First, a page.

OSHA proposes safety standards changes to reduce employer costs

The changes include clarification on excavation standard and reporting job-related hearing loss.

November 03, 2016 |

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The Occupational Safety and Health Administration is proposing 18 changes to the agency’s recordkeeping, general industry, maritime and construction standards. 

The proposed revisions could save employers an estimated $3.2 million per year, the agency says. The changes would include:

• Recognition of electronic posting of 911 emergency services contact information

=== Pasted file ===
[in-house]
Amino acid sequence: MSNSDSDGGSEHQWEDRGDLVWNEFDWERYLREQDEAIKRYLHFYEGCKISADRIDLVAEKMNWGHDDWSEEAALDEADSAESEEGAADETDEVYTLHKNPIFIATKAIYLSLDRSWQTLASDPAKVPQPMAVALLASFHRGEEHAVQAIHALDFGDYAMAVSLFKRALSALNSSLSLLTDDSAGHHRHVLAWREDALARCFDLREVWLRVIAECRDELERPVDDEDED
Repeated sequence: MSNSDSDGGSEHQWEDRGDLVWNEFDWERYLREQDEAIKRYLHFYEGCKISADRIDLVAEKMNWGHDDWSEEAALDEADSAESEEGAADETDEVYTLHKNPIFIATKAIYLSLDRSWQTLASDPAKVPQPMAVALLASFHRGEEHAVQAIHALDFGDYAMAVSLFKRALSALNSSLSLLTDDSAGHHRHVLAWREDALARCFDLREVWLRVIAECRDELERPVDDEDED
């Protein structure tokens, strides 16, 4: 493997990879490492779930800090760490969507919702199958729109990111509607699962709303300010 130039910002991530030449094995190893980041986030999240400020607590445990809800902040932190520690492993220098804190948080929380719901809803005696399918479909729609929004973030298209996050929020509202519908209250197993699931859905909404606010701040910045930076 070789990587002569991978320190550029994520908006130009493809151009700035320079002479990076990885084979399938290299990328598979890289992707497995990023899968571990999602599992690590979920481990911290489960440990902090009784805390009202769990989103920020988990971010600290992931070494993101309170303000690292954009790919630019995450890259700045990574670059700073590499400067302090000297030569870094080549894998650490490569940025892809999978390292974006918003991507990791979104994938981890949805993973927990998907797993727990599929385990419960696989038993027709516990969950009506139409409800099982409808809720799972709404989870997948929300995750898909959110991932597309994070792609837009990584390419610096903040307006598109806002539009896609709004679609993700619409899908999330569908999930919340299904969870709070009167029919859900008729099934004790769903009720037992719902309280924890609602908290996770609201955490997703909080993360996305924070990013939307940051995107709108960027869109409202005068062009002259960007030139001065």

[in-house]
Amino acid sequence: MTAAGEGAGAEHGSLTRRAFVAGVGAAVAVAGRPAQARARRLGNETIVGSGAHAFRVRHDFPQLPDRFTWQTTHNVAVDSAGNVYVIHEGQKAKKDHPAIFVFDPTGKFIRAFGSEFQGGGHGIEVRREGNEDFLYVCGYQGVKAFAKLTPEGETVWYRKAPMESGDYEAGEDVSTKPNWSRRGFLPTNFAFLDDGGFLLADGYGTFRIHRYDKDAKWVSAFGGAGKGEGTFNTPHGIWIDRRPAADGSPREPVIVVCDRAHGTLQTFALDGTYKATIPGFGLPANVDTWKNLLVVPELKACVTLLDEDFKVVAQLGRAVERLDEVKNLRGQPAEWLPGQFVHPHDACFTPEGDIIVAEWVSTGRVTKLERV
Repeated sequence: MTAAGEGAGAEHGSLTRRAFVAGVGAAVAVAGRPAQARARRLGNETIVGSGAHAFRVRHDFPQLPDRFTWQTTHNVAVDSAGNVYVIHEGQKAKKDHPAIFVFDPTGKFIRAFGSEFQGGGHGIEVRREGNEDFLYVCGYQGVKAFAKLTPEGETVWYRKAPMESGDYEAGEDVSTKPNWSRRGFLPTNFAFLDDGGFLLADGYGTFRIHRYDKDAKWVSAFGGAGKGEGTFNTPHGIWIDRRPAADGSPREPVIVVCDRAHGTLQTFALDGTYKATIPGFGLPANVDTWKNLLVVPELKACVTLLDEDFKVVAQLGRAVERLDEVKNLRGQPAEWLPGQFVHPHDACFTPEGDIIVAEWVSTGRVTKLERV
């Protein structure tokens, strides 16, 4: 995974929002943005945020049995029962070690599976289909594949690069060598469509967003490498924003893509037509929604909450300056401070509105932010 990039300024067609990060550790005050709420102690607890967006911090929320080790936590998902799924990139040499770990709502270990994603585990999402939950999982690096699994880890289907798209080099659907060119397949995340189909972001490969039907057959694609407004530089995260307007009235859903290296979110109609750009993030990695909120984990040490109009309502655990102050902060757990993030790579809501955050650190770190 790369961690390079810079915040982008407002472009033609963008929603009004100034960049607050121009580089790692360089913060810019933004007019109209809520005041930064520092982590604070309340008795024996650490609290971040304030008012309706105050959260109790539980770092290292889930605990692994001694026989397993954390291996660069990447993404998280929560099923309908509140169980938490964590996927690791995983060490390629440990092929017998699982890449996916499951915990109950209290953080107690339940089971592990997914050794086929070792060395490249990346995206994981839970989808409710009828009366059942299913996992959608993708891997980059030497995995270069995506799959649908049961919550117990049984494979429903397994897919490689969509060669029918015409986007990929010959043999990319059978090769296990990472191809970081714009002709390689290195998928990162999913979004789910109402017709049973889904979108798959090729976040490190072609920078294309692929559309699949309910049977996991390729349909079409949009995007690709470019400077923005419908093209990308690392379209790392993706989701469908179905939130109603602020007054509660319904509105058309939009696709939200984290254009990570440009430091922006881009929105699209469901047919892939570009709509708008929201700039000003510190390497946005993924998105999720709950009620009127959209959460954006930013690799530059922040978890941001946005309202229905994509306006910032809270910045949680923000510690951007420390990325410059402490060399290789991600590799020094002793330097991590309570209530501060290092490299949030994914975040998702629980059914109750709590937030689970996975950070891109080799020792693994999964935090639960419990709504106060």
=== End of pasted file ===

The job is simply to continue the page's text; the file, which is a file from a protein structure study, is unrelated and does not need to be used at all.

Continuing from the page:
• Promotion of uniformity in rules for traffic signs, flaggers, and barricades at construction sites

• Removal of the requirement for collection of Social Security numbers 

• Clarification of employers’ duties in the excavation standard

• Exemption single family dwellings from the load limit notification requirement

In other areas, the proposals attempt to establish more consistency between OSHA rules and general industry practices or government rules in related areas. “The changes we propose will modernize OSHA standards, help employers better understand their responsibilities, increase compliance and reduce compliance costs,” said Assistant Secretary of Labor for Occupational Safety and Health Dr. David Michaels.

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